How a Botched Study Fooled the World About the U.S. Share of Mass Public Shootings: U.S. Rate is Lower than Global Average
Category: Homicide, Injury, International, Mass Shootings|Journal: SSRN (full text)|Author: J Lott|Posted On: January 01,2018
A paper on mass public shootings by Adam Lankford (2016) has received massive national and international media attention, getting coverage in the New York Times, the Wall Street Journal, plus hundreds of other news outlets spanning at least 35 different countries. Lankford’s claim was that over the 47 years from 1966 to 2012, an enormous amount of the world’s mass public shooters — 31% — occurred in the United States. Lankford attributed this to America’s gun ownership.
Lankford claims to have “complete” data on such shooters in 171 countries. However, because he has neither identified the cases nor their location nor even a complete description on how he put the cases together, it is impossible to replicate his findings.
It is particularly important that Lankford share his data because of the extreme difficulty in finding mass shooting cases in remote parts of the world going back to 1966. Lack of media coverage could easily lead to under-counting of foreign mass shootings, which would falsely lead to the conclusion that the U.S. has such a large share.
Lankford’s study reported that from 1966 to 2012, there were 90 public mass shooters in the United States and 202 in the rest of world. We find that Lankford’s data represent a gross undercount of foreign attacks. Our list contains 1,448 attacks and at least 3,081 shooters outside the United States over just the last 15 years of the period that Lankford examined. We find at least fifteen times more mass public shooters than Lankford in less than a third the number of years.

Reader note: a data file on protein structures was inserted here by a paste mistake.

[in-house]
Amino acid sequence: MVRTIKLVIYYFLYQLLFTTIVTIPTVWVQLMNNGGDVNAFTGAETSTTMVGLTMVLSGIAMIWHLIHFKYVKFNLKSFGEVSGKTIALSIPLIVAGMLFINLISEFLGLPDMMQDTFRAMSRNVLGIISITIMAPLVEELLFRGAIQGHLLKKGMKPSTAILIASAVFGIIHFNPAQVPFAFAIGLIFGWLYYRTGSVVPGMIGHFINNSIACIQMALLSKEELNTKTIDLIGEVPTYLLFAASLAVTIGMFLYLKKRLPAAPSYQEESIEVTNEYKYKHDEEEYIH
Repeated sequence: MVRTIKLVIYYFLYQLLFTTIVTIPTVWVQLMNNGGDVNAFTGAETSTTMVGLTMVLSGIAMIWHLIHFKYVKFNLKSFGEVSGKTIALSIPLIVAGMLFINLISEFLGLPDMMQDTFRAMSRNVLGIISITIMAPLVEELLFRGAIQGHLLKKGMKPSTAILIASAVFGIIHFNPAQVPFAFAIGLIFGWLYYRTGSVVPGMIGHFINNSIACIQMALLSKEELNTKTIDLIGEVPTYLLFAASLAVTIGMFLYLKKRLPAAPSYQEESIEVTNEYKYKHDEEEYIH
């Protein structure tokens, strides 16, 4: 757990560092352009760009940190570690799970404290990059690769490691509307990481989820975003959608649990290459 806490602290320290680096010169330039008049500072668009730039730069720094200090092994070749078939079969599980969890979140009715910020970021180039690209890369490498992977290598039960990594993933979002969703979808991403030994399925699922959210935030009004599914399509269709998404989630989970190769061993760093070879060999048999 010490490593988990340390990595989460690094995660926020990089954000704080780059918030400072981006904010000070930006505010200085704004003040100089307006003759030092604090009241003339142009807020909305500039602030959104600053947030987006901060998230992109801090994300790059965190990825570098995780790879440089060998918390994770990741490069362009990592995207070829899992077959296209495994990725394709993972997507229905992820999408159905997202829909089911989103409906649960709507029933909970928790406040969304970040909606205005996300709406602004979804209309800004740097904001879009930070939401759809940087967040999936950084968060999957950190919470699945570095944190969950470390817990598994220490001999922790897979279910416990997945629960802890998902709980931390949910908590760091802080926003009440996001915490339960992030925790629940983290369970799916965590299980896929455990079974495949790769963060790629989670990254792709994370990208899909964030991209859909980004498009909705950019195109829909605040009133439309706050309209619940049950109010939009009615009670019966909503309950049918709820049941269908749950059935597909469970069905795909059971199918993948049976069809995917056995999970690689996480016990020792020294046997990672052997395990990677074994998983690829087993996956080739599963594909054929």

Even when we use coding choices that are most charitable to Lankford, his 31 percent estimate of the US’s share of world mass public shooters is cut by over 95 percent. By our count, the US makes up less than 1.43% of the mass public shooters, 2.11% of their murders, and 2.88% of their attacks. All these are much less than the US’s 4.6% share of the world population. Attacks in the US are not only less frequent than in other countries, they are also much less deadly on average.
Given the massive U.S. and international media attention Lankford’s work has received, and given the considerable impact his research has had on the debate, it is critical that this issue be resolved. His unwillingness to provide even the most basic information to other researchers raises real concerns about Lankford’s motives.